PITTSFORD, NY - (WKBW/Bills Press Release) Below are quotes from Bills coaches following practice:
Head Coach Doug Marrone
Training Camp – August 13, 2013
To start off, I am pleased with the last two days of practice that we’ve had. The players have come in, we played a game on Sunday and we’ve had two really good days of work. You can see it a little bit with the soreness. I don’t think there’s anything major to report. Just a lot of soreness and trying to see who we can get back for this game on Friday. One of the good things is that we practiced this morning. Now, there’s a large recovery time coming on since we don’t practice until tomorrow night. My message to the players was to make sure to stay of your feet, make sure we’re getting our treatments--knowing that this is the toughest stretch of camp.
Q: Did you lighten the load for Kiko Alonso today?
Q: Do you have an update on T.J. Graham?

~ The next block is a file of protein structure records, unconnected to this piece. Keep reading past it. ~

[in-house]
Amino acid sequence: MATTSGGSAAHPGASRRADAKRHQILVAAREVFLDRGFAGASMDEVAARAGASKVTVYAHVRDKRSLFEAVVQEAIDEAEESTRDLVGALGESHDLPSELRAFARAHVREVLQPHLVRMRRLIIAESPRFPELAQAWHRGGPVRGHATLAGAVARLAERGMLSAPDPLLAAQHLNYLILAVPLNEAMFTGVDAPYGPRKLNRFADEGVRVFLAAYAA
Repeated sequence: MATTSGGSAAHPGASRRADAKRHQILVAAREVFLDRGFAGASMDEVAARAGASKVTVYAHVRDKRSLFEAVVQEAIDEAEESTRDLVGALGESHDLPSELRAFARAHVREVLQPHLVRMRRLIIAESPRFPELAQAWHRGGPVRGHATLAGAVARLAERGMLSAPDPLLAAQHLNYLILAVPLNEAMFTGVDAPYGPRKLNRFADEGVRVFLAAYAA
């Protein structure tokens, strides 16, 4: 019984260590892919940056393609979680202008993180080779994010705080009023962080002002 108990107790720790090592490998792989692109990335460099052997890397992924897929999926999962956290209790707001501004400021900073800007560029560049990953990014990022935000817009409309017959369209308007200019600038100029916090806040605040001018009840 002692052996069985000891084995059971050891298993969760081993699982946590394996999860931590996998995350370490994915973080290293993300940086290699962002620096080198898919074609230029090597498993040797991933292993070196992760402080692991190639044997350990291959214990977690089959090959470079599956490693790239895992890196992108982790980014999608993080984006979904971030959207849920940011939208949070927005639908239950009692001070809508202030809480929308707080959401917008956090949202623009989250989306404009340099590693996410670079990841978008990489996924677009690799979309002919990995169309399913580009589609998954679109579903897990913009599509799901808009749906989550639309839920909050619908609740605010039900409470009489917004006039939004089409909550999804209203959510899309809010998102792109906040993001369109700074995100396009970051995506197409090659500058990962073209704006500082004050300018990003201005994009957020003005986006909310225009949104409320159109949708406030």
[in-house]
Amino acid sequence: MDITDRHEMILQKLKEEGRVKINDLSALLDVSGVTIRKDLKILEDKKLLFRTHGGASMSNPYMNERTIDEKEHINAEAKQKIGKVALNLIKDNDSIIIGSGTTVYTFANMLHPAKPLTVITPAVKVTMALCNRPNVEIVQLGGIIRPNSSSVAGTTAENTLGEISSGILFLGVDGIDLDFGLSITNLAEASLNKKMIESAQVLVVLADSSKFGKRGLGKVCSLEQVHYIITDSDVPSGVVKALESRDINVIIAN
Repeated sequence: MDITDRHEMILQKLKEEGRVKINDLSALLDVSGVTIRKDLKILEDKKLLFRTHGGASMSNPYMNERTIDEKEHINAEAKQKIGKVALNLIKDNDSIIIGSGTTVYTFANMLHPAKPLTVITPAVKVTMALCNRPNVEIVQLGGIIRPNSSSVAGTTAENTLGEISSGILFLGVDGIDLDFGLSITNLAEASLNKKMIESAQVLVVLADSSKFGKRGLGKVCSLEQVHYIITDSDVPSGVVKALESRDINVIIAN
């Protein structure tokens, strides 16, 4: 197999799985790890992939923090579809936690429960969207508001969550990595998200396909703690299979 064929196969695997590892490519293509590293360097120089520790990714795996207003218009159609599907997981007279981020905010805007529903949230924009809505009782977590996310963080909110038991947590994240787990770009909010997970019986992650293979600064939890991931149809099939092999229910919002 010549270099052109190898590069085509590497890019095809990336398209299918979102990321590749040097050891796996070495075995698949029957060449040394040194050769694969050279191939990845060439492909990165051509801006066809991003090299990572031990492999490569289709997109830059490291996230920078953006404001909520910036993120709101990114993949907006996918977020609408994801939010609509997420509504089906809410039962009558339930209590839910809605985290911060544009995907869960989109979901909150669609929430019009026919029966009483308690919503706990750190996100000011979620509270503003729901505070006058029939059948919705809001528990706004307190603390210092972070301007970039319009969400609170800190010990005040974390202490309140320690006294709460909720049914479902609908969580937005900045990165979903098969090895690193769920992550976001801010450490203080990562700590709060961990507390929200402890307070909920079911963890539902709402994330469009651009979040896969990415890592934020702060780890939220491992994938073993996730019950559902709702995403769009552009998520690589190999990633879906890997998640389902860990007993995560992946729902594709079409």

A: I don’t foresee him this week. I think tomorrow he’ll start running a bit. When you get those types of things – little pulls, little strains – once you get them out there running, it becomes how they’re running full speed and how it feels. That’s why it’s tough to gauge when he’s coming back. Right now, in my mind, I’m thinking it’ll be after this game.
Q: Any update on Aaron Williams?
A: He just had some cramps.
Q: Any update on Thomas Welch?
A: We’re not sure what it is. We think it may be – I don’t know if it’s a strain, they didn’t have a chance (to evaluate it) because it just happened.
Q: What are your thoughts on Kevin Kolb today?
A: I was happy with today. Obviously, I watched him closely yesterday. I watched him again today. I thought today he looked really good to a point now where he’s practicing and we’ll get him ready to play.
Q: What is your reaction to Nathaniel Hackett’s comments about CJ Spiller?